PPI growth slows in June, employment ticks up following as openings slip at end of May

The producer price index (PPI) for final demand in June, not seasonally adjusted, increased 0.2% from May and 2.0% year-over-year (y/y) from June 2016, the Bureau of Labor Statistics (BLS) reported on Thursday. AGC posted tables and an explanation focusing on construction prices and costs. Final demand includes goods, services and five types of nonresidential buildings that BLS says make up 34% of total construction. The PPI for final demand construction, not seasonally adjusted, rose 0.2% for the month and 1.4% y/y. The PPI for new nonresidential building construction—a measure of the price that contractors say they would charge to build a fixed set of five categories of buildings—climbed 1.2% y/y. Increases ranged from 0.1% y/y for health care buildings to 0.7% for schools, 1.3% for industrial buildings, 1.6% for offices and 2.2% for warehouses. PPI changes for new, repair and maintenance work on nonresidential buildings ranged from -0.3% y/y for electrical contractors to 0.5% for plumbing contractors, 2.6% for roofing contractors and 3.2% for concrete contractors. The PPI for inputs to construction—excluding capital investment, labor and imports—comprises a mix of goods (59%) and services (41%). This index increased 2.5% y/y, less than in recent months, as several key inputs declined in price in June. The PPI for all goods used in construction rose 2.6% y/y, as the sub-index for energy climbed 3.8%, while the PPI for goods less food and energy rose 2.5%. The index for services climbed 2.2%. PPIs for inputs to seven types of new nonresidential structures had similar y/y increases, ranging from 2.2% for highways and streets to 3.2% for power and communications structures. PPIs for inputs to new residential structures rose 2.8% y/y for single-family housing and 2.4% for multifamily. Materials important to construction that had notable one- or 12-month price changes include copper and brass mill shapes, 0.9% in June and 18% y/y; diesel fuel, -2.0% in June but 12% y/y; steel mill products, 0.2% and 12%, respectively; aluminum mill shapes, -0.2% for the month but +10% y/y; gypsum products, 0.2% in June but 9.3% y/y; lumber and plywood, -1.1% and 5.9%, respectively; and cement, -1.0% and 5.8%, respectively.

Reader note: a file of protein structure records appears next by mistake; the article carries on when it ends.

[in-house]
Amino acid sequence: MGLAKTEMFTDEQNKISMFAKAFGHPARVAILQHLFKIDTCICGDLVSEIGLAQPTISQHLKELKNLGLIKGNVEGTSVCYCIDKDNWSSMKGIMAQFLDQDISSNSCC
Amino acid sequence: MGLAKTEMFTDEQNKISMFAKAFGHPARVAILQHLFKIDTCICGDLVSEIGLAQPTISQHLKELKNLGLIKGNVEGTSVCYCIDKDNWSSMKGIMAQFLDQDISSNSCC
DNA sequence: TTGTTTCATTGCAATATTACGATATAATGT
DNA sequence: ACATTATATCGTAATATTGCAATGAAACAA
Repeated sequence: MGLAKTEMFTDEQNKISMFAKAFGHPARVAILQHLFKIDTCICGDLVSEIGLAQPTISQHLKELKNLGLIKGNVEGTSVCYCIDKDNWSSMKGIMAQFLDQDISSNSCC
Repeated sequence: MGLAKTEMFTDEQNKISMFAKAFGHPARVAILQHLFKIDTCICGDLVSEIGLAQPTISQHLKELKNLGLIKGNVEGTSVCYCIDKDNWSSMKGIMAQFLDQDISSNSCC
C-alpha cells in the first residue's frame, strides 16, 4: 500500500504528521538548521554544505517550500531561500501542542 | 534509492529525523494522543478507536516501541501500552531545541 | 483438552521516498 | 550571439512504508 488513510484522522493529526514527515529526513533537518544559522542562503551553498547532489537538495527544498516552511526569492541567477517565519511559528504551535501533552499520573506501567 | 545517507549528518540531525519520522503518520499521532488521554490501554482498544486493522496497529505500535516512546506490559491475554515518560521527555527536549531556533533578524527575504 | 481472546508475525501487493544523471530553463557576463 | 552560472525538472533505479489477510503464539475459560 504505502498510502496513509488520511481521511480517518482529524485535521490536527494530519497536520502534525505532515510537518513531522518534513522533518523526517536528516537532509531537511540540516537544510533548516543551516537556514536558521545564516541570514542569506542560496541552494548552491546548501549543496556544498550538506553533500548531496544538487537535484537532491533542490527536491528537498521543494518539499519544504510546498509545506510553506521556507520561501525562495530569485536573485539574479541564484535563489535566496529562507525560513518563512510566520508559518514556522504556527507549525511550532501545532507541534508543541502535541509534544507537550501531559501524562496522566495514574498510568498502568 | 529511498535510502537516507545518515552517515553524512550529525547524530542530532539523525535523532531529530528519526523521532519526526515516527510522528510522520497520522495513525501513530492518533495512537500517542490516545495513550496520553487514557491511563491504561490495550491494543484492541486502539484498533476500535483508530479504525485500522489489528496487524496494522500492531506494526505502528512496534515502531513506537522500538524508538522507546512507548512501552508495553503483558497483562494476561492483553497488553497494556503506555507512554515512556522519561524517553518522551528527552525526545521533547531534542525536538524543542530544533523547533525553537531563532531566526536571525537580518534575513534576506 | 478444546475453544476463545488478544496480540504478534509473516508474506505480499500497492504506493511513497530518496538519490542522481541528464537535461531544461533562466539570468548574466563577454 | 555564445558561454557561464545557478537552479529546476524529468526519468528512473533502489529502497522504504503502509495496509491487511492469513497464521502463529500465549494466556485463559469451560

Nonfarm payroll employment in June rose by 222,000, seasonally adjusted, from June and by 2,238,000 (1.6%) year-over-year (y/y), the Bureau of Labor Statistics (BLS) reported on July 7. The unemployment rate returned to the May level, 4.4%, after dipping to 4.3% in June. Construction employment increased by 16,000 for the month after stalling for three months (no change in April and May, a gain of 9,000 in June), and by 206,000 (3.1%) y/y. The June total, 6,896,000, was the largest since October 2008. Average hourly earnings in construction increased 2.5% y/y to $28.82, or 9.7% higher than the average for all private-sector employees ($26.25, also up 2.5% y/y). The unemployment rate in construction, not seasonally adjusted, was 4.5%, the lowest June rate since the series began in 2000. (Not-seasonally-adjusted employment may be affected by normal weather and holiday patterns and thus should not be compared to levels in other months.) The flat employment numbers for April-June are consistent with construction spending totals that the Census Bureau issued on July 3. Thus, the increase in employment for June may be a harbinger of higher spending figures when Census issues its June estimate on August 1.